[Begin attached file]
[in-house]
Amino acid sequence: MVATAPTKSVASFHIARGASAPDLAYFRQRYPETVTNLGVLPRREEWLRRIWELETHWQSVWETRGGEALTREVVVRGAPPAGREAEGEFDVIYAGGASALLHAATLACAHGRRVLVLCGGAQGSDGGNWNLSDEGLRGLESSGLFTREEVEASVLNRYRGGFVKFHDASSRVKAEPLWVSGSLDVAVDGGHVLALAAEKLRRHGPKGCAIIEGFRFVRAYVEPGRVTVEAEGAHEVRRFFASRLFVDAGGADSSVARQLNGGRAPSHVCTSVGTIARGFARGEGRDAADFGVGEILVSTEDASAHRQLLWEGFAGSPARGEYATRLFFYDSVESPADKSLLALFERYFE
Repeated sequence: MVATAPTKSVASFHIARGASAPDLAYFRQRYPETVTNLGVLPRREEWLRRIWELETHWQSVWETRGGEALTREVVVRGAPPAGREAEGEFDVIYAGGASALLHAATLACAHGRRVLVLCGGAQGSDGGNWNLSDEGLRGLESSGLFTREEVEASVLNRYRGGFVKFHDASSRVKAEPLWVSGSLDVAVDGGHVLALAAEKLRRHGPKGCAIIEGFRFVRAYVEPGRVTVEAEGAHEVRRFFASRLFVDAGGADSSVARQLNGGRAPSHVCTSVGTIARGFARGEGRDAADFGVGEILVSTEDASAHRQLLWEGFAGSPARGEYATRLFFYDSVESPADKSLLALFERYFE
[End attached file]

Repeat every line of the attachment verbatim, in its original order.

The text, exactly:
[in-house]
Amino acid sequence: MVATAPTKSVASFHIARGASAPDLAYFRQRYPETVTNLGVLPRREEWLRRIWELETHWQSVWETRGGEALTREVVVRGAPPAGREAEGEFDVIYAGGASALLHAATLACAHGRRVLVLCGGAQGSDGGNWNLSDEGLRGLESSGLFTREEVEASVLNRYRGGFVKFHDASSRVKAEPLWVSGSLDVAVDGGHVLALAAEKLRRHGPKGCAIIEGFRFVRAYVEPGRVTVEAEGAHEVRRFFASRLFVDAGGADSSVARQLNGGRAPSHVCTSVGTIARGFARGEGRDAADFGVGEILVSTEDASAHRQLLWEGFAGSPARGEYATRLFFYDSVESPADKSLLALFERYFE
Repeated sequence: MVATAPTKSVASFHIARGASAPDLAYFRQRYPETVTNLGVLPRREEWLRRIWELETHWQSVWETRGGEALTREVVVRGAPPAGREAEGEFDVIYAGGASALLHAATLACAHGRRVLVLCGGAQGSDGGNWNLSDEGLRGLESSGLFTREEVEASVLNRYRGGFVKFHDASSRVKAEPLWVSGSLDVAVDGGHVLALAAEKLRRHGPKGCAIIEGFRFVRAYVEPGRVTVEAEGAHEVRRFFASRLFVDAGGADSSVARQLNGGRAPSHVCTSVGTIARGFARGEGRDAADFGVGEILVSTEDASAHRQLLWEGFAGSPARGEYATRLFFYDSVESPADKSLLALFERYFE